Cooperative Fish and Wildlife Research Units Program: Wyoming
Education, Research and Technical Assistance for Managing Our Natural Resources

Evan Booher and Annika Walters. Identifying translocation sites for a climate relict population of Finescale Dace (Chrosomus neogaeus). Transactions of the American Fisheries Society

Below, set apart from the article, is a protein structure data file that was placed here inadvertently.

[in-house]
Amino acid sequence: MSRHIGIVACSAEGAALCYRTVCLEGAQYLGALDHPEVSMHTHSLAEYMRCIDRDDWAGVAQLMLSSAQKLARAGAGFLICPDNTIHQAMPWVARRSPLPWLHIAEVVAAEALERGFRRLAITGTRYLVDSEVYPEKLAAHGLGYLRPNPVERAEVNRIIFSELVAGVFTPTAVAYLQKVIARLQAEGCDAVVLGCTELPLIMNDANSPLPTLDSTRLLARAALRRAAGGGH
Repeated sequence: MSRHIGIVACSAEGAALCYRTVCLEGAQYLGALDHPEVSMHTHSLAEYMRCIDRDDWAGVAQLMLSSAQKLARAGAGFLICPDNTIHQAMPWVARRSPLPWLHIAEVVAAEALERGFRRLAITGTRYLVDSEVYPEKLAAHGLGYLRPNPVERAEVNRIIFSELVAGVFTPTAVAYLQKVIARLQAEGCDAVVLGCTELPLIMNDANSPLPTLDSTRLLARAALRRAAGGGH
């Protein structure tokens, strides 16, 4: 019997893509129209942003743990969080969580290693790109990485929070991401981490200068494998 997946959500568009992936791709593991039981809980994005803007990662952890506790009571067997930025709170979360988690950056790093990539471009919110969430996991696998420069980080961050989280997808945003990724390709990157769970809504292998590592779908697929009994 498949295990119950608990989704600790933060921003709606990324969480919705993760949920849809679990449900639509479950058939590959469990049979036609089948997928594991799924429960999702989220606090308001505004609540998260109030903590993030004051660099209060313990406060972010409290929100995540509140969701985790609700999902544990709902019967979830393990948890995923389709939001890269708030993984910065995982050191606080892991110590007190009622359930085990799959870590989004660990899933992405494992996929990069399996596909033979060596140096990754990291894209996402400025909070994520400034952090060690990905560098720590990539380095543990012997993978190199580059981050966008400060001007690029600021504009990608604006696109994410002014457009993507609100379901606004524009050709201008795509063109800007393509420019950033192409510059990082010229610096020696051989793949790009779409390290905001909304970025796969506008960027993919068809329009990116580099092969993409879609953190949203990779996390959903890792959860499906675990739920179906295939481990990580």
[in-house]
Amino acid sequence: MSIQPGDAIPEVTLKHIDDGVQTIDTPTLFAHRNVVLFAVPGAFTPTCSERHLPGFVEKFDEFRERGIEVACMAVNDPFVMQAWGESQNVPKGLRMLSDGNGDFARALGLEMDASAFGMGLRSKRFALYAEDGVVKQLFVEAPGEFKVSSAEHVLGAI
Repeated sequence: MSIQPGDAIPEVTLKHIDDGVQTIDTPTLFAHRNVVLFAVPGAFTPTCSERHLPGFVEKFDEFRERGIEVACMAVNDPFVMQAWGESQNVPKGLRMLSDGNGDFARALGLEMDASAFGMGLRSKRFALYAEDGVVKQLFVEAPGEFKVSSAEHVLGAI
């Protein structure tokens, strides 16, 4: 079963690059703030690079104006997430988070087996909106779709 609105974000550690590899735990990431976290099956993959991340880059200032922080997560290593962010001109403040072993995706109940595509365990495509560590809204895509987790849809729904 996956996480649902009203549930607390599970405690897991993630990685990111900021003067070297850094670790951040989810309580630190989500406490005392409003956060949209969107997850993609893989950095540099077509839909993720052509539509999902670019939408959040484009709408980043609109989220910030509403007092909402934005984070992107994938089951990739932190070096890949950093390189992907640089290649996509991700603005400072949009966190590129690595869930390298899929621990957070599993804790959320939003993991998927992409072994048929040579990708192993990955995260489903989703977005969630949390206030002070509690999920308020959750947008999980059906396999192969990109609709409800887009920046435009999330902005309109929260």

Native freshwater fishes are increasingly imperiled by biological invasions, habitat loss, and rapid alteration of hydroclimatic regimes. Translocation is a management strategy which addresses these threats by seeking to establish additional extant populations for species of conservation concern. Finescale Dace Chrosomus neogaeus populations in the Great Plains may benefit from translocation as they exhibit a climate relict natural history that has led to a disjunct distribution and minimal dispersal opportunities. We assessed the translocation suitability of sites for Finescale Dace in the Belle Fourche Basin using a multi-model approach. We used multivariate analyses (MVA) to evaluate dissimilarity in fish occurrence and habitat between sites with and without Finescale Dace in contemporary surveys from 2018 – 2019 (n = 68). We further evaluated the intrinsic potential (IP) for sites to support Finescale Dace using predicted probability of occurrence values from species distribution models (SDM) fit with basin-wide fish occurrence surveys from 2008 – 2019 (n = 124) and spatially continuous environmental variables including forecasted stream temperature scenarios. Sites with Finescale Dace tended to occur close to lentic waterbodies, contain emergent vegetation cover, and did not exhibit large overlap in species-space with either native or nonnative species. Predicted probability of Finescale Dace occurrence exhibited non-linear relationships to mean August stream temperature, channel slope, and baseflow index. The amount of suitable habitat (i.e., high IP scores) declined with forecasted stream warming scenarios. We ranked potential translocation sites based on: distance measures from occupied sites in the 1) habitat MVA, 2) fish community MVA, and 3) extracted IP scores for current and future warming scenarios. Our highest ranked translocation sites provide a basis for management actions aimed at safeguarding an at-risk climate relict fish population into the future and our approach may be transferable to other wild animal populations with restricted distributions.